A mobile scaffold is a supported scaffold set up on wheels or casters. It is easy to move around and is often used when painting, plastering, or installing drywall. Mobile scaffolding is often a safer option than a ladder.

A narrow frame scaffold, called a Baker/Perry style scaffold, has wheels and is often used as a mobile scaffold. It usually has an end frame that is 3 feet wide or less.

It is also necessary for workers on scaffolds to wear hard hats. Risk of accidents to consider when using a mobile scaffold include:

  • Fall from an elevated height
  • Tip-overs
  • Electric shocks
  • Structural failures or collapse
  • Falling objects

While mobile scaffolding systems may be smaller than traditional scaffolding, they still require falling object protection. To prevent employees from falling down the scaffold, workers must wear protection on the scaffold or around it. This protection is necessary to prevent injuries from dropped hand tools and debris.

Plus, workers should move heavier objects on mobile scaffolds from the edge of the scaffold and secure them. Rolling scaffold safety requires guardrails or fall protection.

Single & Double Scaffolding

Single Scaffolding is used for smaller jobs and consists of one line of poles attached to wooden boards. It’s perfect for renovation and repair work, like window replacement, roof repair, and brick masonry projects. A single scaffold is also used for light construction work.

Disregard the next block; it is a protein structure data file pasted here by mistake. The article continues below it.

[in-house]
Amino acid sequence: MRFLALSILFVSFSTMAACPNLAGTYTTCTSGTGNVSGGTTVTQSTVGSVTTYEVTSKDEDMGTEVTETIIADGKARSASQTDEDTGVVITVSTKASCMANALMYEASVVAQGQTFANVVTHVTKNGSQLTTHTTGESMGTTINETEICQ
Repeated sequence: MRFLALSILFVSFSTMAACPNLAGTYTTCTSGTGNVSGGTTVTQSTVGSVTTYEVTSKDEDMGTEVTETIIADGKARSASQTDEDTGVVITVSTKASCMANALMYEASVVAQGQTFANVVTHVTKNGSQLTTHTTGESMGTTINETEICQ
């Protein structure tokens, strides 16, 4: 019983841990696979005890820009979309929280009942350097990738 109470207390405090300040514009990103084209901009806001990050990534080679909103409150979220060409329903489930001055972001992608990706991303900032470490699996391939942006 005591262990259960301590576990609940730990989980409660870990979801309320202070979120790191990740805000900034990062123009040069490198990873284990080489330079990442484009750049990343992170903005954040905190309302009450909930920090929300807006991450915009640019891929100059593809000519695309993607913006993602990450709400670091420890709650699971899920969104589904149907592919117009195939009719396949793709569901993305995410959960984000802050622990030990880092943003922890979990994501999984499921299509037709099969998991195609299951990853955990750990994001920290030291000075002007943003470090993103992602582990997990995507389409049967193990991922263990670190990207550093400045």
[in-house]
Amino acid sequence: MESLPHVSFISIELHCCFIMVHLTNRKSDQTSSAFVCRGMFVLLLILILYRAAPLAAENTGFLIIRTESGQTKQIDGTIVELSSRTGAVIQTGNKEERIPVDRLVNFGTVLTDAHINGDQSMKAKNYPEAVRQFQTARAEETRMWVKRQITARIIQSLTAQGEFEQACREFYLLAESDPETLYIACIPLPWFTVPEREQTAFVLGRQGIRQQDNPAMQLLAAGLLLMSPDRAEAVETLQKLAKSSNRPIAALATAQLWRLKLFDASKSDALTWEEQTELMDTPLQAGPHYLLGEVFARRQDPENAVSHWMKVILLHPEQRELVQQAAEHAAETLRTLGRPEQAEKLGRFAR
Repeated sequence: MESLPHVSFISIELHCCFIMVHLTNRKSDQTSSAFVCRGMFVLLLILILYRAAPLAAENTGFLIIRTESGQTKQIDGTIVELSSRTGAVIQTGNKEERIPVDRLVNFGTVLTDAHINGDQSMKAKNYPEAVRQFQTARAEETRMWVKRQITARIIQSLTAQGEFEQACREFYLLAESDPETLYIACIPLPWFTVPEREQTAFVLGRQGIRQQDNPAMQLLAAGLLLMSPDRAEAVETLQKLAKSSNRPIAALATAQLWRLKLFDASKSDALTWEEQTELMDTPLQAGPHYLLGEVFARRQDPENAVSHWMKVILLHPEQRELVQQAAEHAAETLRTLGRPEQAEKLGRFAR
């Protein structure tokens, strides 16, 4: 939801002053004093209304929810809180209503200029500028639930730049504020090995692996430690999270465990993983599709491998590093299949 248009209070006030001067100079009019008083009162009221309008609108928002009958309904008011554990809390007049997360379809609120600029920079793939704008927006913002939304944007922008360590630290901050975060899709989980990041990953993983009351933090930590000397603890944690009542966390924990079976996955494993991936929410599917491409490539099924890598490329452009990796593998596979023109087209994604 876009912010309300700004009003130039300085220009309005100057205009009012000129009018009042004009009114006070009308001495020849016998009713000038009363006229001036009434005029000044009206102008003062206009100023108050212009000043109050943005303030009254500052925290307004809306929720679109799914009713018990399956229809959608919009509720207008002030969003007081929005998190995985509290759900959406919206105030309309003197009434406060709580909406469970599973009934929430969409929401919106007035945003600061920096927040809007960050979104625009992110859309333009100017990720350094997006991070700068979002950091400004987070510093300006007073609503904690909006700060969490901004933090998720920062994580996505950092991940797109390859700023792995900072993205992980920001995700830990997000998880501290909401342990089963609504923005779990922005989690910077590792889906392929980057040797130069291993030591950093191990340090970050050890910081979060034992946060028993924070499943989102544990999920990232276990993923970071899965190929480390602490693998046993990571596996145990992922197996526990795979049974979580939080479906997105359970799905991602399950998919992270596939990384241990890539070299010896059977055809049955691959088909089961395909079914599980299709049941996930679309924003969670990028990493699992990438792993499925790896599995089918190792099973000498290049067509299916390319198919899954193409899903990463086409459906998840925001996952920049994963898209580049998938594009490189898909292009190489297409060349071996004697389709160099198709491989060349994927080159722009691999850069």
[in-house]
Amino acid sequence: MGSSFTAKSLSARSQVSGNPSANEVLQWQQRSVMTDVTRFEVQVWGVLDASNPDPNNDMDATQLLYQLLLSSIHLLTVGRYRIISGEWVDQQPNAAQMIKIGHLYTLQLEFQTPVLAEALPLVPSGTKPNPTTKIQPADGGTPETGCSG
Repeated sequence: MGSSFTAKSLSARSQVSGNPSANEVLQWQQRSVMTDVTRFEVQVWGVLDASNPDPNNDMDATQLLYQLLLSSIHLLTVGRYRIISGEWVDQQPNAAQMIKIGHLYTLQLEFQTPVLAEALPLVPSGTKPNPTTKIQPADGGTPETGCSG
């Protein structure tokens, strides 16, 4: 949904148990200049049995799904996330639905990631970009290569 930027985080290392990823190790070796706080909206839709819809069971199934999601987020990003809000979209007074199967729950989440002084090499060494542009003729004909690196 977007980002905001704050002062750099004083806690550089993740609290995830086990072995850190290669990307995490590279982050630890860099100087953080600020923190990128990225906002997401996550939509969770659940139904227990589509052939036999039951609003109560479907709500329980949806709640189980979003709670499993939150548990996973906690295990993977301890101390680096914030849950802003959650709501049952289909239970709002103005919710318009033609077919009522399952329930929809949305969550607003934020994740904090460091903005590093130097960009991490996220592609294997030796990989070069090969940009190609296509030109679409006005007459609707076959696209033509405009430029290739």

The scaffolding runs parallel to the wall of a building using vertical supports known as standards. The ledgers, which are horizontal supports, attach to the standards in an even vertical fashion. The putlogs are holes that the scaffolding passes through for support.

Double scaffolding has metal pipes that connect two rows of poles for a more stable structure than a single scaffolding. It is better suited for large-scale projects. You’ll get a stronger structure that withstands heavy loads and harsh weather conditions.

Also, it’s ideal for new builds, building renovations, bridge constructions, and other large jobs.

When you’re building a scaffold, follow the manufacturer’s instructions. As noted earlier, ensure you have at least 10 feet between the power line and the scaffold to avoid electrical hazards. If the distance is less than 10 feet, turn off the power to the line.

You’ll need someone to oversee the scaffold’s construction, moving, and dismantling. OSHA requires that someone supervises the scaffolding before every shift and when you finish the job. They must regularly check the scaffolding for hazards, defects, or debris.

Suspended Scaffolding

Suspended scaffolding is suspended or hanging from an above-ground structure. This type of scaffolding is ideal for applications with very high structures. Regular scaffolding would require excessive time, money, and energy to erect.

A suspended scaffold is typically powered and supported by a series of ropes. Here are common types of suspended scaffolding:

  • Catenary
  • Boatswain’s Chair
  • Float 
  • Multi-Level
  • Swing